The logical continuation of the murders of children was the murder of adults, terminally ill, old, decrepit and "useless eaters." Often these murders took place in the same clinics as the murders of children, but in different departments. In October 1939, Adolf Hitler gave instructions to put to death the incurable patients. Such killings were carried out not only in hospitals and orphanages, but also in concentration camps. A special committee was organized, led by lawyer G. Bon, which developed a method of suffocating victims in premises supposedly intended for washing and disinfection. A special transport service was organized to transport and concentrate victims in the "sanitary facilities" of Harheim, Grafeneck, Brandenburg, Berenburg, Zonenstein and Hadamer. On December 10, 1941, an order was given to the administration of 8 concentration camps to conduct checks and select prisoners for their destruction with the help of gas. Thus, the gas chambers and the adjoining crematoria were initially tested in Germany.

The program to kill "inferior" people started in the fall of 1939 and quickly gained momentum. On January 31, 1941, Goebbels noted in his diary about a meeting with Buhler about 80 thousand mentally ill people who were liquidated and 60 thousand who were to be killed. In general, the number of those sentenced was significantly higher. In December 1941, a report by the medical service reported about 200 thousand weak-minded, abnormal, terminally ill and 75 thousand elderly people who were to be destroyed.

Soon people began to guess about these murders. Information leaked from the medical staff, the horror of the situation began to reach the patients of hospitals, people who lived near clinics, murder centers. The public and, first of all, the Church began to protest, a noise began. On July 28, 1941, Bishop Clemens von Galen filed a case in the prosecutor's office at the Münster Regional Court for the murder of the mentally ill. At the end of August 1941, Hitler was forced to suspend the T-4 program. The exact number of victims of this program is unknown. Goebbels reported 80,000 killed. According to one of the Nazi documents on the counting of victims, which was compiled at the end of 1941 and was found in the castle of Hartheim near the Austrian city of Linz (it served in 1940-1941 as one of the main centers for killing people), it is reported about 70, 2 thousand. killed. Some researchers speak about at least 100 thousand killed in 1939-1941.

After the official cancellation of the euthanasia program, doctors found a new way to eliminate "inferior" people. Already in September 1941, the director of the psychiatric hospital in Kaufbeuren-Irsee, Dr. Valentin Falthauser, began to practice the "cruel" diet, de facto killing patients with hunger. This method was also convenient as it caused increased mortality. "Diet-E" seriously increased mortality in hospitals and existed until the end of the war. In 1943-1945. 1808 patients died at Kaufbeuren. In November 1942, a "fat-free diet" was recommended for use in all mental hospitals. "Eastern workers", Russians, Poles, Balts were also sent to hospitals.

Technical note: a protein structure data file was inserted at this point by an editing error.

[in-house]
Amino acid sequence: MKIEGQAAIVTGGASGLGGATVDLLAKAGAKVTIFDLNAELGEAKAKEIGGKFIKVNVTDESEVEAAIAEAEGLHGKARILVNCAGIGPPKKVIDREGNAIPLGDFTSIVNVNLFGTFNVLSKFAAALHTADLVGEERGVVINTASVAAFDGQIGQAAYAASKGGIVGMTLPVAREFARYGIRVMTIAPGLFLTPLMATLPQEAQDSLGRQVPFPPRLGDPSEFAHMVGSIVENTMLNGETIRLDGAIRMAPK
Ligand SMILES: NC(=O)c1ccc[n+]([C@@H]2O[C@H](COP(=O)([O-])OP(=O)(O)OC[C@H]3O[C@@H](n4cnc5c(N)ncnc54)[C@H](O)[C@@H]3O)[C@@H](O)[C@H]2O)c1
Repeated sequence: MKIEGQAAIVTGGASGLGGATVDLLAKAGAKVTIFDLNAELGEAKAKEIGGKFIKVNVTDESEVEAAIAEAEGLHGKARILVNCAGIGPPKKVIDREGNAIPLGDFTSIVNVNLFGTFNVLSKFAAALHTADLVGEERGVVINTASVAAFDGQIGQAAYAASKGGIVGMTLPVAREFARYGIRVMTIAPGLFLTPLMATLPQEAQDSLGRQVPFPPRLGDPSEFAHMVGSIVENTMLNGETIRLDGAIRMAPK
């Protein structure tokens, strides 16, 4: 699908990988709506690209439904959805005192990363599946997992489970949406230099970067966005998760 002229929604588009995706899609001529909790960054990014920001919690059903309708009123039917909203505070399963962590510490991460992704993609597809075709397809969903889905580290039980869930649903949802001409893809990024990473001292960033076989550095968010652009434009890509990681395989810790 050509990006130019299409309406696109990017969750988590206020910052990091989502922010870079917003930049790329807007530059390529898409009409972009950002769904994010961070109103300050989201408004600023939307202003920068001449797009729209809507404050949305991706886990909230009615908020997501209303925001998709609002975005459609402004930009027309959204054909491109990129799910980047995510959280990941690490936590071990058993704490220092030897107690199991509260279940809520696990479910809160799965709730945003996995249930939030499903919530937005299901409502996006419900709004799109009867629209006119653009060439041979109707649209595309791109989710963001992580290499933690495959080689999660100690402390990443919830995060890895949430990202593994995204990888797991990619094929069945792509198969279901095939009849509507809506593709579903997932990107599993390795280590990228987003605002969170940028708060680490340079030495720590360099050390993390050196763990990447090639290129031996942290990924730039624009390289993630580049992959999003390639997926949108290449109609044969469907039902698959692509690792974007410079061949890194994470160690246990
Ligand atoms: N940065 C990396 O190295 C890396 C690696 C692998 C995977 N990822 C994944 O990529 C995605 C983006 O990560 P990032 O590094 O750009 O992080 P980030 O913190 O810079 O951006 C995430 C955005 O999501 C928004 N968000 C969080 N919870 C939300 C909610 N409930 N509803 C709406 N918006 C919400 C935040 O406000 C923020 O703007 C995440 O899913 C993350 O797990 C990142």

The total death toll during the implementation of the euthanasia program by the time of the fall of the Third Reich, according to various sources, reaches 200-250 thousand people.

First Steps - Creation of the "Race of Demigods"

In addition to the elimination and sterilization of the "inferior" in the Third Reich began to implement programs for the selection of "full-fledged" for their reproduction. With the help of these programs, it was planned to create a "master race". The German people, according to the Nazis, were not yet a "race of demigods", they only had to be created from the Germans. The seed of the dominant race was the Order of the SS.

Hitler and Himmler were not racially satisfied with the German people that existed at that time. In their opinion, it was necessary to carry out a lot of work to create a race of "demigods". Himmler believed that Germany could give Europe a ruling elite in 20-30 years.

The racologists of the Third Reich drew up a map where it is clearly seen that not all of Germany's population was considered fully "full". The "Nordic" and "False" subraces were considered worthy. "Dinaric" in Bavaria and "East Baltic" in East Prussia were not "full". Work was needed, including "refreshing the blood" with the help of the SS troops, to transform the entire population of Germany into a "racially full-fledged" one.

Among the programs aimed at forming the “new man” was the Lebensborn program (Lebensborn, “The Source of Life.” This organization was created in 1935 under the auspices of the Reichsfuehrer SS Heinrich Himmler racial selection, that is, not containing "foreign impurities, in particular, Jewish and generally non-Aryan blood from their ancestors. In addition, with the help of this organization," Germanization "of children taken away from the occupied regions, which matched on racial grounds, took place.